About the concert: stories behind the music

Paul Dukas (1865-1935)
The Sorcerer’s Apprentice (Symphonic Scherzo after Goethe)

 A Disney story: Anyone who has seen Walt Disney’s 1940 animated film Fantasia has heard The Sorcerer’s Apprentice and has seen Mickey Mouse playing the title role. The music is apt for visual adaptation since it follows the story so closely. What we have is the Apprentice left alone, the Sorcerer having gone off on some errand. The Apprentice’s chore is to bring in water to fill a tub, but he thinks that by giving one of his master’s incantations he can get a broom to do his work. Sure enough, the broom obeys the spell, but the Apprentice cannot get the broom to stop bringing in water. In a panic, he takes an axe and chops the broom in two, only to have two brooms now carrying water to the tub. The house is flooded, and the Apprentice is awash in it. Suddenly, the Sorcerer appears and quickly dispatches the broom to its corner. The guilty boy is sorry but does not escape his master’s hand at the very end.

Listen for this: Yet there are aspects entirely unique to Dukas’s work, both in its brilliant orchestration and its humorous ideas. It has an unmistakable character of its own that is at once recognizable. It is interesting, too, that for Dukas, who released so few of his works to the public, this was his first music to become popular outside France and ultimately his best-known piece.

Sergei Rachmaninoff (1873-1943)
Rhapsody on a Theme of Paganini, Op.43

Liszt inspired: In early 1934, having already composed four piano concertos, Sergei Rachmaninoff set to work on yet another composition for piano and orchestra. Rather than a fifth concerto, however, this was a massive set of variations on Paganini’s famed “24th Caprice”—a theme that both Liszt and Brahms had used for famous variation sets. Rachmaninoff’s Rhapsody also bore a loose relationship to Liszt’s Totentanz, not only as variations for piano and orchestra (rare in the literature), but also for its reference to the medieval Requiem chant, Dies irae, on which Liszt based his variations. (The Dies irae melody, with a text dealing with the Last Judgment, was a favorite among Romantic composers as a symbol of evil fate and restitution for sin.)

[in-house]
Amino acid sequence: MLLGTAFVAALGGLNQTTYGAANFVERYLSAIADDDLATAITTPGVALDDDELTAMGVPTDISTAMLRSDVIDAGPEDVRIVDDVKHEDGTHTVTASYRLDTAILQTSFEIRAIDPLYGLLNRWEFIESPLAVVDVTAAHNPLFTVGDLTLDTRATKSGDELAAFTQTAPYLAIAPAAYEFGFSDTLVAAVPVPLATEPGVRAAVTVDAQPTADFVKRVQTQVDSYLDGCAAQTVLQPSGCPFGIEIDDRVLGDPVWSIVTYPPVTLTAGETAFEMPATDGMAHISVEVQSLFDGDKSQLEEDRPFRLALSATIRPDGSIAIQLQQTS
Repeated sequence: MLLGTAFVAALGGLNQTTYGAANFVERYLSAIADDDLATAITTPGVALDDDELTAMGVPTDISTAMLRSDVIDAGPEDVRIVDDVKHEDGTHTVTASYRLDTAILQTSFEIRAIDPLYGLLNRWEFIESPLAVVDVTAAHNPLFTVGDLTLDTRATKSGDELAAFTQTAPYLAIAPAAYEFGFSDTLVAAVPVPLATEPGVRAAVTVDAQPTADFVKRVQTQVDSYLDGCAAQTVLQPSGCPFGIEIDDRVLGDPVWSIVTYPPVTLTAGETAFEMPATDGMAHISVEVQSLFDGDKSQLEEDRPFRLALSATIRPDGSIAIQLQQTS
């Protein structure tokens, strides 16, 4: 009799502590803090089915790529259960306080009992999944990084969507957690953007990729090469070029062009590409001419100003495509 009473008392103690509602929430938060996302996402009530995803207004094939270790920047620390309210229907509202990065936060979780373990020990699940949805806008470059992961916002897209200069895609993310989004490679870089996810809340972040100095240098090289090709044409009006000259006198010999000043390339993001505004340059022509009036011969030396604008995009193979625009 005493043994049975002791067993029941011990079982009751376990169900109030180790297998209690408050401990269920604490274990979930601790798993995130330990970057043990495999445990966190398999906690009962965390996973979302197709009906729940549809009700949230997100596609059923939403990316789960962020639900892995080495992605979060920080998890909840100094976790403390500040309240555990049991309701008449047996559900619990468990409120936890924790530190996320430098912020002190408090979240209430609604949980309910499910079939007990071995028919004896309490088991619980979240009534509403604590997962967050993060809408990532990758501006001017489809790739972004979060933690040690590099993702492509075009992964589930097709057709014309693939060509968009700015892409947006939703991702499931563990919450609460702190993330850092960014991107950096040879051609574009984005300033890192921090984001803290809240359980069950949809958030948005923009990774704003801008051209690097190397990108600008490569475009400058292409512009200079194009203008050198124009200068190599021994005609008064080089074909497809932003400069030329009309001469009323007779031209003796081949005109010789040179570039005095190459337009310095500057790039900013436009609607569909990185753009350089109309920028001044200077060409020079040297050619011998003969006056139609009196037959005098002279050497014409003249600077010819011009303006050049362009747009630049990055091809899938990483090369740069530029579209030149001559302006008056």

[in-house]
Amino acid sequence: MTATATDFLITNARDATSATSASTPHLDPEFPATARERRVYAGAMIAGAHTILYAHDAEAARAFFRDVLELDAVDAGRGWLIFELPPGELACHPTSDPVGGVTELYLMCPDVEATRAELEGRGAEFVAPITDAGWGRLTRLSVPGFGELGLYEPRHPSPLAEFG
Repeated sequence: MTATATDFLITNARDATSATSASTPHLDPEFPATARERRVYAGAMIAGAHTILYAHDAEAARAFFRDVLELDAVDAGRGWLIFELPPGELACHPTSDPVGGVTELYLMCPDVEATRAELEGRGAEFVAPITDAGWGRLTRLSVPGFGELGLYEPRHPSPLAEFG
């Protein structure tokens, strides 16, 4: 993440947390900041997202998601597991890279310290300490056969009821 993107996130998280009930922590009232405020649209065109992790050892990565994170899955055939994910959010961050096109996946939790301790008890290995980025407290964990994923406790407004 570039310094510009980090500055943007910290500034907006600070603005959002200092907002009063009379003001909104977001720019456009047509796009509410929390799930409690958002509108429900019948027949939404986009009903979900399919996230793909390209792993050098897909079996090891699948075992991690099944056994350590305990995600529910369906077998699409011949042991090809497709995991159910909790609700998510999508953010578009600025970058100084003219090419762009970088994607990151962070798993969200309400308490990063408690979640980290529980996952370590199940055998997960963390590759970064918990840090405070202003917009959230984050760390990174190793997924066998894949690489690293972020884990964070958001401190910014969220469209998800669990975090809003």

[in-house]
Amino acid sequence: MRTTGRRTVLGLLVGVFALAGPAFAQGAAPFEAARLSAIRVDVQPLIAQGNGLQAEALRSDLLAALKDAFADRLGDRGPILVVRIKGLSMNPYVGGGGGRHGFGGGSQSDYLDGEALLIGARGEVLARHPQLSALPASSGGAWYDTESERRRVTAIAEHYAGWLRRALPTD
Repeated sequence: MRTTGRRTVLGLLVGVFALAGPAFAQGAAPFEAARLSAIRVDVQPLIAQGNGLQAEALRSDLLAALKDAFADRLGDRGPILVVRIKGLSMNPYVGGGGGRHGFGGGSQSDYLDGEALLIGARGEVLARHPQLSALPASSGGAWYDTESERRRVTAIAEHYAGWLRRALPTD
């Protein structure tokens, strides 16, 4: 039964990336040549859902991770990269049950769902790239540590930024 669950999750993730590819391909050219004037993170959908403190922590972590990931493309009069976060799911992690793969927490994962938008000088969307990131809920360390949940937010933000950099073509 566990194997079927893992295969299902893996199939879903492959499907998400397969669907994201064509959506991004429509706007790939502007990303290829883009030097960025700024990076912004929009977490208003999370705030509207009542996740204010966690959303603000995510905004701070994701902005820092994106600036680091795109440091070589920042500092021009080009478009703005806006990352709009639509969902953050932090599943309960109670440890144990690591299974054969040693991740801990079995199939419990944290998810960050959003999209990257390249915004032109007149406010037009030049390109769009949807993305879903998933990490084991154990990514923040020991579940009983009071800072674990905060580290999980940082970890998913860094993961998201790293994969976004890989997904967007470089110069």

Listen for this: Although Rachmaninoff’s Rhapsody is a continuous set of 24 variations, structurally it divides clearly into three large sections analogous to the three movements of a conventional piano concerto. The introduction, theme and first ten variations constitute the first “movement.” The slow section (or second “movement”) begins with Variation 11 and concludes with the famous 18th variation, in which the composer turns the theme upside down to create one of his most ravishing melodies. Variations 19-23 are the final “movement” of the work, and the climactic Variation 24 provides the finishing touch.

Hector Berlioz (1803-1869)
Symphonie fantastique

Autobiographical: Musical writers love to make connections between the life and works of composers. Sometimes there is a delicious biographical incident that has influenced a work, and with Berlioz and his Symphonie fantastique, we have a unique work that was intentionally autobiographical. In 1827, Berlioz attended an English company’s performance of Shakespeare’s Hamlet in Paris. The part of Ophelia was played by one Harriet Smithson, and Berlioz at once fell in love with her. He later wrote in his memoirs, “The impression made on my heart and mind by her extraordinary talent, nay her dramatic genius, was equaled only by the havoc wrought in me by the poet she so nobly interpreted.”

Listen for this: In the second movement, A Ball, “he encounters the loved one at a dance in the midst of the tumult of a brilliant party.” The middle section of this waltz derives from the idée fixe theme, and it reappears hauntingly near the end of the movement.